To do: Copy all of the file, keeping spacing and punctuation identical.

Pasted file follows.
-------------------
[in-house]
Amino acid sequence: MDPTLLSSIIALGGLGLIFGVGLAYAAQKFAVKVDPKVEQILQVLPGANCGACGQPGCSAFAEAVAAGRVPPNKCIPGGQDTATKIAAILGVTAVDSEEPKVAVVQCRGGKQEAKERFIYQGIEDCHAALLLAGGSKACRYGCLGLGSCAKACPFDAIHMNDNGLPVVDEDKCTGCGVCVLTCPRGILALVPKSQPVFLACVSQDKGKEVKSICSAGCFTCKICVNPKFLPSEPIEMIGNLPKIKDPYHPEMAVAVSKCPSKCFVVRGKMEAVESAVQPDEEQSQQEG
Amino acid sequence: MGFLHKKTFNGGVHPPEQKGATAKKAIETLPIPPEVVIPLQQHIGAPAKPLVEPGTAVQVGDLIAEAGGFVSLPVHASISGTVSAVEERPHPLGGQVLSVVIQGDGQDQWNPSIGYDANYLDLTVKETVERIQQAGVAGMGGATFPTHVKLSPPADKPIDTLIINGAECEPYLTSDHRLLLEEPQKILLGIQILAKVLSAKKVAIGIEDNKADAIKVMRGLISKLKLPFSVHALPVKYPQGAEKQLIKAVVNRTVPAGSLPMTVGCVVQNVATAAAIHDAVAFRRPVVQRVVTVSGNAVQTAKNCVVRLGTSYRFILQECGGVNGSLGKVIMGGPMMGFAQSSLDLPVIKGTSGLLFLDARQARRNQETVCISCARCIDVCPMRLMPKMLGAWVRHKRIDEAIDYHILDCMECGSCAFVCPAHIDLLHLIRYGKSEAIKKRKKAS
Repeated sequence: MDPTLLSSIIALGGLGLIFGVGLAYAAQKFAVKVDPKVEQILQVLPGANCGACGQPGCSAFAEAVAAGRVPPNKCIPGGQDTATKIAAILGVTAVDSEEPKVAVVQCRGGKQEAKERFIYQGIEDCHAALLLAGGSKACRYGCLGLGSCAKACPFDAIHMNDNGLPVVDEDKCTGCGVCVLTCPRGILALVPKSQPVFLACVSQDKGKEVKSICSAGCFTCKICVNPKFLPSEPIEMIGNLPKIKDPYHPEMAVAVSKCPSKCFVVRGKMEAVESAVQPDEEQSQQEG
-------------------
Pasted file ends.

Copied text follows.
[in-house]
Amino acid sequence: MDPTLLSSIIALGGLGLIFGVGLAYAAQKFAVKVDPKVEQILQVLPGANCGACGQPGCSAFAEAVAAGRVPPNKCIPGGQDTATKIAAILGVTAVDSEEPKVAVVQCRGGKQEAKERFIYQGIEDCHAALLLAGGSKACRYGCLGLGSCAKACPFDAIHMNDNGLPVVDEDKCTGCGVCVLTCPRGILALVPKSQPVFLACVSQDKGKEVKSICSAGCFTCKICVNPKFLPSEPIEMIGNLPKIKDPYHPEMAVAVSKCPSKCFVVRGKMEAVESAVQPDEEQSQQEG
Amino acid sequence: MGFLHKKTFNGGVHPPEQKGATAKKAIETLPIPPEVVIPLQQHIGAPAKPLVEPGTAVQVGDLIAEAGGFVSLPVHASISGTVSAVEERPHPLGGQVLSVVIQGDGQDQWNPSIGYDANYLDLTVKETVERIQQAGVAGMGGATFPTHVKLSPPADKPIDTLIINGAECEPYLTSDHRLLLEEPQKILLGIQILAKVLSAKKVAIGIEDNKADAIKVMRGLISKLKLPFSVHALPVKYPQGAEKQLIKAVVNRTVPAGSLPMTVGCVVQNVATAAAIHDAVAFRRPVVQRVVTVSGNAVQTAKNCVVRLGTSYRFILQECGGVNGSLGKVIMGGPMMGFAQSSLDLPVIKGTSGLLFLDARQARRNQETVCISCARCIDVCPMRLMPKMLGAWVRHKRIDEAIDYHILDCMECGSCAFVCPAHIDLLHLIRYGKSEAIKKRKKAS
Repeated sequence: MDPTLLSSIIALGGLGLIFGVGLAYAAQKFAVKVDPKVEQILQVLPGANCGACGQPGCSAFAEAVAAGRVPPNKCIPGGQDTATKIAAILGVTAVDSEEPKVAVVQCRGGKQEAKERFIYQGIEDCHAALLLAGGSKACRYGCLGLGSCAKACPFDAIHMNDNGLPVVDEDKCTGCGVCVLTCPRGILALVPKSQPVFLACVSQDKGKEVKSICSAGCFTCKICVNPKFLPSEPIEMIGNLPKIKDPYHPEMAVAVSKCPSKCFVVRGKMEAVESAVQPDEEQSQQEG